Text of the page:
ENhancing Outcomes in Cognitive Impairment through use of Home Sleep ApNea Testing: A Randomized Controlled Trial (ENCHANT study)
New Technology, Therapies, eHealth & mHealth
This study demonstrated that in patients with cognitive impairment, home sleep apnea testing (compared to standard of care using in-laboratory polysomnography) increased the rate of sleep apnea diagnosis and treatment using CPAP, as well as improved patients’ quality of life and comfort when completing sleep testing. This is clinically significant as previous research in the province of Ontario has demonstrated that wait times for sleep study referrals are an average of 4.9 months. Therefore, the present study is a pragmatic demonstration of the clinical utility of home sleep apnea testing in facilitating the diagnosis and management of sleep apnea in a cognitively impaired population.
Obstructive sleep apnea (OSA), which causes abnormal pauses in breathing during sleep, is common in patients with vascular cognitive impairment and Alzheimer’s disease, and exacerbates the cognitive deficits seen in these conditions. Treatment of OSA with continuous positive airway pressure (CPAP) has been shown to slow or stabilize cognitive decline. A major barrier to undergoing testing for OSA is that in-laboratory polysomnography (iPSG), the current standard for diagnosing OSA, is inconvenient for patients with cognitive impairment who may be reliant on others for care or require familiar sleep environments. Home sleep apnea testing (HSAT) is a potentially more convenient and accessible alternative to iPSG. In this single-blind, randomized controlled trial, 122 patients were randomized (1:1) to HSAT or iPSG. We demonstrated that HSAT, compared to iPSG, increased the proportion of patients diagnosed with OSA and treated using CPAP, as well as improved quality of life and comfort with sleep testing. Overall, our findings suggest that ambulatory approaches to diagnose OSA in patients with cognitive impairment may confer significant clinical benefits. Patients in the province of Ontario wait an average of 4.9 months before undergoing iPSG, therefore the present study is a pragmatic demonstration of the clinical utility of home sleep apnea testing in facilitating the diagnosis and management of OSA in a population of patients with cognitive impairment. Next steps for this study include conducting a cost-effectiveness analysis to compare the cost and outcome of the HSAT vs. iPSG arms from the public healthcare payer perspective using the net benefit regression framework over the study period. Moreover, this innovative study has laid the groundwork for future work that can assess the use of HSAT in other patient populations.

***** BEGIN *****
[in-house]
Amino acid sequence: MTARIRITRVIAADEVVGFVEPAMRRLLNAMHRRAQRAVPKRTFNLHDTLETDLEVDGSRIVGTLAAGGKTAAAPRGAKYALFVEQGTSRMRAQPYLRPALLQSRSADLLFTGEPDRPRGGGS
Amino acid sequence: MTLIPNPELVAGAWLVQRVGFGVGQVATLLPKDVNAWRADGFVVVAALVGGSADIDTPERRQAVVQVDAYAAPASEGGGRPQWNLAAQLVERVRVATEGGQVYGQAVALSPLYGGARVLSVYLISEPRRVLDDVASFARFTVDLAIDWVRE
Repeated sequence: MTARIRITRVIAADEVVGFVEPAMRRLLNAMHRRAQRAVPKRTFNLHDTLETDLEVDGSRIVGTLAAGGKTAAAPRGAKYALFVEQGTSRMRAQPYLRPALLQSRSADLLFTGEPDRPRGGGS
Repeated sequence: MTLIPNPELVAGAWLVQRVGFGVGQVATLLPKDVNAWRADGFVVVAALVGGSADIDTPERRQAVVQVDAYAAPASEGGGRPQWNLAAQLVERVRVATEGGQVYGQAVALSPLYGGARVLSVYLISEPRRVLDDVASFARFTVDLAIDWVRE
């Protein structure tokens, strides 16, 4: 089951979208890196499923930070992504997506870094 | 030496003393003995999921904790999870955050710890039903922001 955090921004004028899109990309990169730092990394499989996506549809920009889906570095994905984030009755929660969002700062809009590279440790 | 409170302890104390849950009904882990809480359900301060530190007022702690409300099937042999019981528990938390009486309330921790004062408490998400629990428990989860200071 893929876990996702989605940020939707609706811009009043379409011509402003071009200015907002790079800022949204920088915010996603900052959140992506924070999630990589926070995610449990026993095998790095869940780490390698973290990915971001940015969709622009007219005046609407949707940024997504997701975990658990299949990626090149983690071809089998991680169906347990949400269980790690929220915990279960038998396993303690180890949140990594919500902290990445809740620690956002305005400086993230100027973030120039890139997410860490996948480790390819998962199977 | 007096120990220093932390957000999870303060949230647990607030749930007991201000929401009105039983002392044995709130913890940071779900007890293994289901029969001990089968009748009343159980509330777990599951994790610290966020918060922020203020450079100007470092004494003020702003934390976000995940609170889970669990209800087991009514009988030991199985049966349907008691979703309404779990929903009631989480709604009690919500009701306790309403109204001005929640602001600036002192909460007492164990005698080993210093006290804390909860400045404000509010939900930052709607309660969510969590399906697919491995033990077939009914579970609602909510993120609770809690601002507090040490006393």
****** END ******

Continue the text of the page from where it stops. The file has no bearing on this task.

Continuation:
Costa YS, Lim ASP, Thorpe KE, Colelli DR, Mitchell S, Masellis M, et al.
Investigating changes in cognition associated with the use of CPAP in cognitive impairment and dementia: A retrospective study. Sleep Med. 2023;101:437-444.